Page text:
MOM to Mars: will mangalayan make life of ‘mangli’ girl better?
The entire country celebrated the unique achievement of Indian space scientists when in the first attempt, the Mangalayan reached the orbit of Mars. Naturally, the celebration was much deserved. However, every time our public sector scientists achieve extraordinary results without any extra bonus, monetary incentives, or accelerated promotions, a question arises as to how much more they could do if we could improve their working conditions. The financial and administrative rules under which space and DRDO scientists have to often work are not always conducive to most efficient and empathetic governance culture. The young startups who co-create many solutions for defence labs and sometimes even for space do not get to compete for the tenders because they don’t have sufficient turnover or cash flow. The entire system of public procurement, particularly in strategic sectors, needs to be recast so as to encourage innovations and entrepreneurship.
It is not jugaad!
There are several other facets that need to be considered while looking at the role of these organisations. Both Chandrayan and Mangalayan mission could be achieved in almost 1/10th of the global cost. This is a testimony to the innovative and frugal culture of the scientists. It is a pity that some leading newspapers try to mislead the common people by calling the mission as an example of so-called jugad culture. Jugad reflects a mindset of getting around the problem, finding a temporary solution but not developing a durable, systematic solution. It is an extremely irresponsible trivilisation of the enormous complexity involved in such missions. No country can ever progress by using jugad mindset.
Most of the engineers and scientists who made MOM mission possible come from so-called grade b and c engineering colleges. The last IITian and IIMite is reported to have joined ISRO in early 80s. Of late, IITians have begun to join in trickle recently. This is not to discount the excellence pursued by these institutions. But, excellence without relevance and social commitment cannot make missions like MOM feasible. We should pay a tribute to those tens of thousands of engineers coming from middle class, having studied in ordinary colleges and are committed towards technology development, manufacturing and other related sectors. The state technical universities must be empowered and strengthened to mobilise their students to achieve much higher standards of excellence, relevance and social sensitivity. The State technical education department may not often allow the VCs to use the funds mobilized from students for funding their start ups and internship with communities and informal sector. Of course, we also have some examples of opposite kind where VC shave squandered such funds in non-productive purposes. There is a need to relook at the extent and quality of commitment towards promotion of excellence.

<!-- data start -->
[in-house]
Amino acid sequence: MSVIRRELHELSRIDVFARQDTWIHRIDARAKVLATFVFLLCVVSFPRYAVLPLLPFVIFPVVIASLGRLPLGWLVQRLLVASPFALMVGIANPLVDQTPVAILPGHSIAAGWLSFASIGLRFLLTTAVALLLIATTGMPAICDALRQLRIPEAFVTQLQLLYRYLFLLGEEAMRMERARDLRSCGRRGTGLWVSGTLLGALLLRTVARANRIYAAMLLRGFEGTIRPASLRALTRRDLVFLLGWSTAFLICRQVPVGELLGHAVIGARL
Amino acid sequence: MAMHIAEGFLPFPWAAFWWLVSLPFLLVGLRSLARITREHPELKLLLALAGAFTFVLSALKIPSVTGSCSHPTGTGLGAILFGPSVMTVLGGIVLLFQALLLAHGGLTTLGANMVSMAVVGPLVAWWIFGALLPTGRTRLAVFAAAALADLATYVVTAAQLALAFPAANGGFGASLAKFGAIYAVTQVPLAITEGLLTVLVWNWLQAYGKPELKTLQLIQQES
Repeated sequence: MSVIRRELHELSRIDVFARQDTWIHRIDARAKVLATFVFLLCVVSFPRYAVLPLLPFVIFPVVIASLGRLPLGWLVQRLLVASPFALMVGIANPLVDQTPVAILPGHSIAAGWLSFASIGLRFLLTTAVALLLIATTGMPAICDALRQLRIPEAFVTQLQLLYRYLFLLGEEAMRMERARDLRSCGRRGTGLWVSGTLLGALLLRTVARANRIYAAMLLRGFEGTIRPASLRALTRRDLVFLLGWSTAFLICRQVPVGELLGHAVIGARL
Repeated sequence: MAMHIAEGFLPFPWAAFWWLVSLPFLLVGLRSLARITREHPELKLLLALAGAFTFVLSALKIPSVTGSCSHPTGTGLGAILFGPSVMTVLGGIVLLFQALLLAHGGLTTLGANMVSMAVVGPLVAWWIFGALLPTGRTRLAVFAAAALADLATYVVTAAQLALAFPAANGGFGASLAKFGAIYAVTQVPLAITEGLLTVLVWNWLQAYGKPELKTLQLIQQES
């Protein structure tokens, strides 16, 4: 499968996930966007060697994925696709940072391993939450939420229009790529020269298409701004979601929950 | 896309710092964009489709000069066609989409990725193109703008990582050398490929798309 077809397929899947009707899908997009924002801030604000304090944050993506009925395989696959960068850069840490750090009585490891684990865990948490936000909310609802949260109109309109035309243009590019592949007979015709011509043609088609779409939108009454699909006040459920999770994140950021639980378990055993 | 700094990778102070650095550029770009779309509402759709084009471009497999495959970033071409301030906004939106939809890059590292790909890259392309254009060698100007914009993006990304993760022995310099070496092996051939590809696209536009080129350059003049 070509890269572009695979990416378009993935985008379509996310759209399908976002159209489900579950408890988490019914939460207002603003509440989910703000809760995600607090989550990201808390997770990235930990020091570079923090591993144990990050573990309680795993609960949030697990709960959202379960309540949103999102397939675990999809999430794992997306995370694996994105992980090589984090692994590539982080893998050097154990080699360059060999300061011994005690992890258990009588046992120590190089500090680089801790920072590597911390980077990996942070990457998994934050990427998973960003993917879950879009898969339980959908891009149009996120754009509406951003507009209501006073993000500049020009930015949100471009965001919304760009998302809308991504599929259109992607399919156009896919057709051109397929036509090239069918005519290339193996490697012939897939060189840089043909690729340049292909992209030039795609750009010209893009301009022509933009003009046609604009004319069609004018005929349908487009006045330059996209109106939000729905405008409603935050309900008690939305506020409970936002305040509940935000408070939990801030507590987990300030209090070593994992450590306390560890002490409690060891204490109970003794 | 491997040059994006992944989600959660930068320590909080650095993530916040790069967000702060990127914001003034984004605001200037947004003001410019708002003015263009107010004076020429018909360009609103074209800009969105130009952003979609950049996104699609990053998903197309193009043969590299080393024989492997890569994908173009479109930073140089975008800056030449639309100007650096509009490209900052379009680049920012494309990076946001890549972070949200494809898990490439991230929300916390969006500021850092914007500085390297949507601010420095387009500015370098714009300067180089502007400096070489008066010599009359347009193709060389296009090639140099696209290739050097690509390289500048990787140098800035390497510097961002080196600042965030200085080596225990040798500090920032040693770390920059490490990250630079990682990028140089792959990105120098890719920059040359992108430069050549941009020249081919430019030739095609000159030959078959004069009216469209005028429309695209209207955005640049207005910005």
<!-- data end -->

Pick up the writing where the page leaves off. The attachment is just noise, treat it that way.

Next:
Asian leadership in a strategic sector has to be complimented. If it leads to more regional collaboration, it will strengthen the solidarity. People should not forget that Indian space scientists have had to work in an environment where USA and several other countries did not let India acquire strategic components and other process information. Perhaps, without the US sanctions, India would not have developed, Param, the super computer, Chandrayan and Mars mission, and numerous other distinctions. During the US visit, the Prime Minister may be confronted with a dilemma of increasing Indo-US cooperation with the uncertainty of long term outcomes. Country should also express gratefulness towards Russia, which provided several critical technologies at times when nobody else was willing to help us. May be the Prime Minister should visit Russia next.
A large number of space technologies can have spin-off for a variety of civilian applications, some which the developer of original technology may not be able to even imagine. We had identified a long list of such technologies that can spur the innovations in manufacturing sector. Getting one’s ideas utilized is itself a source of great motivation. But, if it happens with some benefit sharing, then mutuality between developer and user may increase a great deal.
When we celebrate the achievement of Indian science, we may also like to recall that we had eight science and technology ministers in ten years. Doesn’t this sector deserve not only more resource allocation, but also much more empowered and empathetic governance? Very soon, we will forget about this achievement. The news from our scientific labs will go to inside pages of newspapers and may be published occasionally. The so-called, “Mangli” girls will be considered inauspicious for no fault of theirs. The celebration of science goes hand in hand with so much of time on public media used for spreading superstitions. Government lost a golden opportunity of using mass attention towards MOM as a means of spreading scientific temper and more rational approach. Can it not still unleash a campaign against superstitions.
I hope that we will use these achievements to influence the mass consciousness by making people inquisitive, rational and pursue a scientific approach to develop every day practice.